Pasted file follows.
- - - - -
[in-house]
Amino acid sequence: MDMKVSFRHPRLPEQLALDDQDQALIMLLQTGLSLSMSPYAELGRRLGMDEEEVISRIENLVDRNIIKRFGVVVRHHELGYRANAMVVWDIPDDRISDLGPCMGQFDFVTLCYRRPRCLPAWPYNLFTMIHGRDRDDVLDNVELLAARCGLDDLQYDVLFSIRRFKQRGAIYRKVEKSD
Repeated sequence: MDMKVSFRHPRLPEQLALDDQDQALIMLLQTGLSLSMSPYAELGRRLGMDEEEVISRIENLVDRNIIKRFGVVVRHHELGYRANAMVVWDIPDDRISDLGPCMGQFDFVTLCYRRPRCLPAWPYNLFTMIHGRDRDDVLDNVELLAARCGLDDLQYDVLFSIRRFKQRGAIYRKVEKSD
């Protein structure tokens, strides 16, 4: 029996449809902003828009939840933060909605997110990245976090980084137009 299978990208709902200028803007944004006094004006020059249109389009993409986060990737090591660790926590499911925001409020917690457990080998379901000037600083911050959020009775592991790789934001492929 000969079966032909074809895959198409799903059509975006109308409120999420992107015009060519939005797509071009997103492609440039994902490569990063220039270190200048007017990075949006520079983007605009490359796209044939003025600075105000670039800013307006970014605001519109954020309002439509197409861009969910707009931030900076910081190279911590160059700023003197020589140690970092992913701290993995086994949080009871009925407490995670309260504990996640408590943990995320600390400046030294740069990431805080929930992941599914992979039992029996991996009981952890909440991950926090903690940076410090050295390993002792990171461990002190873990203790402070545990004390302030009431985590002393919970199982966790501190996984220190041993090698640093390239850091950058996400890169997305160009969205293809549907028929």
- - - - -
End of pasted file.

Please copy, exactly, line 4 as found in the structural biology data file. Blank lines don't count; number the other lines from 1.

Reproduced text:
């Protein structure tokens, strides 16, 4: 029996449809902003828009939840933060909605997110990245976090980084137009 299978990208709902200028803007944004006094004006020059249109389009993409986060990737090591660790926590499911925001409020917690457990080998379901000037600083911050959020009775592991790789934001492929 000969079966032909074809895959198409799903059509975006109308409120999420992107015009060519939005797509071009997103492609440039994902490569990063220039270190200048007017990075949006520079983007605009490359796209044939003025600075105000670039800013307006970014605001519109954020309002439509197409861009969910707009931030900076910081190279911590160059700023003197020589140690970092992913701290993995086994949080009871009925407490995670309260504990996640408590943990995320600390400046030294740069990431805080929930992941599914992979039992029996991996009981952890909440991950926090903690940076410090050295390993002792990171461990002190873990203790402070545990004390302030009431985590002393919970199982966790501190996984220190041993090698640093390239850091950058996400890169997305160009969205293809549907028929």